May 9, 2001
(Media availability at the U.S. Embassy in Paris, France)
Wolfowitz: It's always a pleasure to be in Paris but this is much too short a visit. I just want to say a few words. I am Paul Wolfowitz, the Deputy Secretary of Defense. I am here with Mr. Stephen Hadley, deputy national security advisor, and Ambassador Avis Bohlen from the State Department. I want to say a few words about why we are here and what we are hoping to accomplish. We have come not to present fixed views but to consult, to share some ideas with our allies. There have been no decisions made yet and we want to factor allied views and views of other important countries into our thinking as we move forward. The main theme of our talks has been to discuss U.S. ideas about a new concept of deterrence, ideas that were outlined in President Bush's speech on May 1st.
It reflects our view that the world has changed in fundamental ways since the ABM treaty was negotiated in 1972, in two important ways in particular: One of them extremely positive, that Russia is no longer an enemy, but the other one, cause of some concern, that we face new threats of proliferation of weapons of mass destruction and ballistic missiles. And indeed that threat in a number of countries is accelerating. The president has indicated that we think we need a new concept of deterrence that reflects these two changes, a concept that combines offense, defense and non-proliferation. It also means that we can further reduce our offensive nuclear forces and build a relationship with Russia in which nuclear weapons are no longer the centerpiece. These are some of the ideas that we have been discussing here and in other capitals of Europe, including Russia. There is another delegation that is traveling to Asia including China. We are just beginning a process, we are going to take the ideas we have heard here back to Washington with us and they will form part of the decisions that we try to move forward with. We can take, I think, about three questions if we are reasonably expeditious here.
Elaine Ganley (Associated Press): [question about French reaction]
Wolfowitz: Well, you will have to let the French characterize what they said, but I guess I would characterize the tone of it as being very open to discussion. They certainly were free to give us their views, we listened, I think they hopefully listened to ours. It was the kind of genuine consultation that takes place when we have not made firm decisions. It's not one of these things where we came with a decision and it is "take it or leave it." You asked how these will determine our final decisions. It is really for the president to decide, but we will be reporting back very faithfully the things that we hear over here and in other capitals. We also hope that some of the things that people have heard here may lead to rethinking views. I cannot emphasize enough that the changes that we are talking about in the world are really quite fundamental. It is in a way surprising that, what is it now, twelve years after the fall of the Berlin wall that we are still as wedded as we are to some cold war concepts, but they are deeply engrained, it takes a lot of thinking, a lot of work to change them.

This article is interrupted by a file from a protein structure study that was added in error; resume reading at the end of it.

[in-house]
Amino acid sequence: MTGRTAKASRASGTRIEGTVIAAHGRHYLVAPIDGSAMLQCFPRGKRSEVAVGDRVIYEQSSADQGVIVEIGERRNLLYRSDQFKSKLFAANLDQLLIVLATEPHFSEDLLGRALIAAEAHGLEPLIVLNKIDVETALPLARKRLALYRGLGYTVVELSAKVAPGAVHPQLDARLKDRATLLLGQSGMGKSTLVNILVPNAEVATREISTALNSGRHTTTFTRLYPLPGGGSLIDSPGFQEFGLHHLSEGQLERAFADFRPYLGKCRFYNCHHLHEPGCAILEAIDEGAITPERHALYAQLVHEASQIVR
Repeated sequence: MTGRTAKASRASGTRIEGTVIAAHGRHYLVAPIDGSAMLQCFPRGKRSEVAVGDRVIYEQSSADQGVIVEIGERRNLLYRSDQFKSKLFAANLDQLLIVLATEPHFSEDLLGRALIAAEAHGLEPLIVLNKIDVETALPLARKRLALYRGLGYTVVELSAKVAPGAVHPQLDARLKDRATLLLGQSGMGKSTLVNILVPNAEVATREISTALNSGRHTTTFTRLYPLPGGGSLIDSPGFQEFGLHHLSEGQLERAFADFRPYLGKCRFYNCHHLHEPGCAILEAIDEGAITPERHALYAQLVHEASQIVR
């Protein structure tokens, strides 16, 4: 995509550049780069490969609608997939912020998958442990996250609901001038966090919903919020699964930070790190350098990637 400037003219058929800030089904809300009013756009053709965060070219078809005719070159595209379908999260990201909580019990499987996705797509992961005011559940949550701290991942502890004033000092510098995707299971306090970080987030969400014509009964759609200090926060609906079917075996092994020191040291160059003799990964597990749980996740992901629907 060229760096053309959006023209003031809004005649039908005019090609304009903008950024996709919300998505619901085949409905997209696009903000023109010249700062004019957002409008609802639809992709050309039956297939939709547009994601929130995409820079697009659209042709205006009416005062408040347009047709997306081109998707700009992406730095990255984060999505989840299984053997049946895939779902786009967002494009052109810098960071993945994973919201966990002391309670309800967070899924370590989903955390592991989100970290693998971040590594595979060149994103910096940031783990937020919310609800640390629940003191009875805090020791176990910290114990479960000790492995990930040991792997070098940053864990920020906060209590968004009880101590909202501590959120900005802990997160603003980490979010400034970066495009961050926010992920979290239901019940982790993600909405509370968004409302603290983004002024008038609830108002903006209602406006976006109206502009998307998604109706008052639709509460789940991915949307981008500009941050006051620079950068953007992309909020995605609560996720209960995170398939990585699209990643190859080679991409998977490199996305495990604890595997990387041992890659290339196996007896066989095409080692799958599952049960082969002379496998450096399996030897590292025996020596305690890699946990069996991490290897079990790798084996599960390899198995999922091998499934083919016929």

I would not characterize their reaction, you will have to ask them. I think they have questions, and we have views also.
Christian Malar (French TV France 3): [question on the return to a Gaullist approach in France]
Wolfowitz: Can I answer the question without accepting its premise. Look, the world has changed so much in the last ten years, that I do not know of anyone who has not had some trouble keeping up with it, unless they were born in the last ten years. So what we hope is that when we have had time to really discuss these subjects and really think them through and exchange our understandings that in the first place we will find that perhaps there is less difference than we might have thought to begin with, but secondly that we can agree on the need for some of these changes. For instance, we are not talking about the mid-1980's idea of a U.S. missile shield to protect the United States from 10,000 Soviet warheads. In case you have not noticed, the Soviet Union does not exist anymore. We are not worried about that. What we are worried about are much more limited kinds of threats, and here is the point that I think a lot of people have not reflected on. It is not that we want to protect the United States and not protect anyone else. It is in our interest for Russia, for example, not to be vulnerable to that kind of a limited attack as well, and I think that once people begin to realize that this is not something that is a matter of gaining advantage over anyone but is a matter of reducing vulnerability for everybody, then I think they begin to think about it differently. Last question.
Crispian Balmer (Reuters): [question on the future of the ABM treaty]
Wolfowitz: There has been no decision about how to deal with the ABM treaty. I think the president indicated in his speech that it presents major obstacles to moving forward with serious efforts to defend against missiles, but how you deal with it is one of the subjects for these consultations. We are certainly not trying to throw arms control aside. I mean, let's take the very important subject of non-proliferation which we have indicated is one of the three pieces of this overall framework. We believe that the non-proliferation regime has had major successes, and those successes should be preserved; if anything, they should be strengthened. At the same time I think anyone would have to acknowledge that there are countries that are operating well outside that regime and they are presenting problems and threats to everyone. So it is not arms control or defenses, I believe it's both. Thank you.